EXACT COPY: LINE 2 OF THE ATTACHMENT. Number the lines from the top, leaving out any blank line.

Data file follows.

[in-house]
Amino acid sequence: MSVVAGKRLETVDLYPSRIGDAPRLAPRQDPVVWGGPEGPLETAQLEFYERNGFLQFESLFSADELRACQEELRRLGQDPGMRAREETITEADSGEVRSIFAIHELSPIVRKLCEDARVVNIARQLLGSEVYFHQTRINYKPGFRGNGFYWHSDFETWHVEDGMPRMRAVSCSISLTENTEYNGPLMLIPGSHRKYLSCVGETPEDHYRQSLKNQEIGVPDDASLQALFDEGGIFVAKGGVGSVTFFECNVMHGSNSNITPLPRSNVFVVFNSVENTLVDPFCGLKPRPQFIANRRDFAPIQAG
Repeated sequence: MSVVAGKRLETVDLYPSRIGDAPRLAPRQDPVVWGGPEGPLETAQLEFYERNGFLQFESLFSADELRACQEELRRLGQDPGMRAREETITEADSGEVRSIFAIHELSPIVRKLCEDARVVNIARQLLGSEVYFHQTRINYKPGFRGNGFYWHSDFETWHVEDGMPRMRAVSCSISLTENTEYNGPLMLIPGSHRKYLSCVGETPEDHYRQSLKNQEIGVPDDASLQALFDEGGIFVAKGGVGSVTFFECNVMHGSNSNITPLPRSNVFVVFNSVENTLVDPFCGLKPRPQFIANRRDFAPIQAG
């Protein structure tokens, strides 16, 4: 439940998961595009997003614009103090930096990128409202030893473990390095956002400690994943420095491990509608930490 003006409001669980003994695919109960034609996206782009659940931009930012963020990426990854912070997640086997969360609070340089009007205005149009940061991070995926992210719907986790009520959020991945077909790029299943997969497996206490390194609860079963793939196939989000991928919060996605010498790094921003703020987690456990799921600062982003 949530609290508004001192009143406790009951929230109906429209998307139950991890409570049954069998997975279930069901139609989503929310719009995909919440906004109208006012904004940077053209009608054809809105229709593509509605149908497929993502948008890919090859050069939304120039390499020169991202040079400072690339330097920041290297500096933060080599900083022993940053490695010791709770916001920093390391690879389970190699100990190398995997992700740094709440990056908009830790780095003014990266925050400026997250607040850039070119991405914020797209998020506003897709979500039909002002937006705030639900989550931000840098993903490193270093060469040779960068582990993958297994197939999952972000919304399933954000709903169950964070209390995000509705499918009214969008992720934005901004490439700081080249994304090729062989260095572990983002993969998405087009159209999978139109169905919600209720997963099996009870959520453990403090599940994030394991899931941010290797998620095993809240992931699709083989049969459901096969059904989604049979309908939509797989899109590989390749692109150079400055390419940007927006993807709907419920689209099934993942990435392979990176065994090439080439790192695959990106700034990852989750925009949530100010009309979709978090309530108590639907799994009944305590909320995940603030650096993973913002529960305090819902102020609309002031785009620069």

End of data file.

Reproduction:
Amino acid sequence: MSVVAGKRLETVDLYPSRIGDAPRLAPRQDPVVWGGPEGPLETAQLEFYERNGFLQFESLFSADELRACQEELRRLGQDPGMRAREETITEADSGEVRSIFAIHELSPIVRKLCEDARVVNIARQLLGSEVYFHQTRINYKPGFRGNGFYWHSDFETWHVEDGMPRMRAVSCSISLTENTEYNGPLMLIPGSHRKYLSCVGETPEDHYRQSLKNQEIGVPDDASLQALFDEGGIFVAKGGVGSVTFFECNVMHGSNSNITPLPRSNVFVVFNSVENTLVDPFCGLKPRPQFIANRRDFAPIQAG